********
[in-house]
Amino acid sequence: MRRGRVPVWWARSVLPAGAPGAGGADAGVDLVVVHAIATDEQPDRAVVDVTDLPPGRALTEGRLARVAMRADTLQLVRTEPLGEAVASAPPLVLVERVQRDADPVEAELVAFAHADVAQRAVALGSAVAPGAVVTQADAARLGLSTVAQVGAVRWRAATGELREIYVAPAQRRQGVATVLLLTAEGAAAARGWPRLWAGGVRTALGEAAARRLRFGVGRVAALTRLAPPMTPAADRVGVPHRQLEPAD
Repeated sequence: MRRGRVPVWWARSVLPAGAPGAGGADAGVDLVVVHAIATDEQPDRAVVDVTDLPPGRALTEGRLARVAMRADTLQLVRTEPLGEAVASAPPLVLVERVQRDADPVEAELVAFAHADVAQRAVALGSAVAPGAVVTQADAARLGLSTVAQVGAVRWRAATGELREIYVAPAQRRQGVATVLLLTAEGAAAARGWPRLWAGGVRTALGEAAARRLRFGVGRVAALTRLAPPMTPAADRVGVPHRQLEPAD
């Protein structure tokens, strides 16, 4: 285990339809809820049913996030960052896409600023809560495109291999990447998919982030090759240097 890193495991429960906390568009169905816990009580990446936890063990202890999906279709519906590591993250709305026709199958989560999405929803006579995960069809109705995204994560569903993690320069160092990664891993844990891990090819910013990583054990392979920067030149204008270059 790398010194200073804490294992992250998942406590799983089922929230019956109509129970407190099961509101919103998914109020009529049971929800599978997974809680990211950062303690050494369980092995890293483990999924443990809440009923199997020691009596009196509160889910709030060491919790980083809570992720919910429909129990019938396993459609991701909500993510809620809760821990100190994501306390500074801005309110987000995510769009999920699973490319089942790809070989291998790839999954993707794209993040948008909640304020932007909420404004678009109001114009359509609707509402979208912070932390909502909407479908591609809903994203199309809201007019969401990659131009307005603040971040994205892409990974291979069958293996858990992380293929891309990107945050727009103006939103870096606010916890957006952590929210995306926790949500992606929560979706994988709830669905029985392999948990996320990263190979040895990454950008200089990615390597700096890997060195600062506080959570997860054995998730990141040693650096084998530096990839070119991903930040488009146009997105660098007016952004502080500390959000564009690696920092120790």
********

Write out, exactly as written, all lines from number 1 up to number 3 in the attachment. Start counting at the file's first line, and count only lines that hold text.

[in-house]
Amino acid sequence: MRRGRVPVWWARSVLPAGAPGAGGADAGVDLVVVHAIATDEQPDRAVVDVTDLPPGRALTEGRLARVAMRADTLQLVRTEPLGEAVASAPPLVLVERVQRDADPVEAELVAFAHADVAQRAVALGSAVAPGAVVTQADAARLGLSTVAQVGAVRWRAATGELREIYVAPAQRRQGVATVLLLTAEGAAAARGWPRLWAGGVRTALGEAAARRLRFGVGRVAALTRLAPPMTPAADRVGVPHRQLEPAD
Repeated sequence: MRRGRVPVWWARSVLPAGAPGAGGADAGVDLVVVHAIATDEQPDRAVVDVTDLPPGRALTEGRLARVAMRADTLQLVRTEPLGEAVASAPPLVLVERVQRDADPVEAELVAFAHADVAQRAVALGSAVAPGAVVTQADAARLGLSTVAQVGAVRWRAATGELREIYVAPAQRRQGVATVLLLTAEGAAAARGWPRLWAGGVRTALGEAAARRLRFGVGRVAALTRLAPPMTPAADRVGVPHRQLEPAD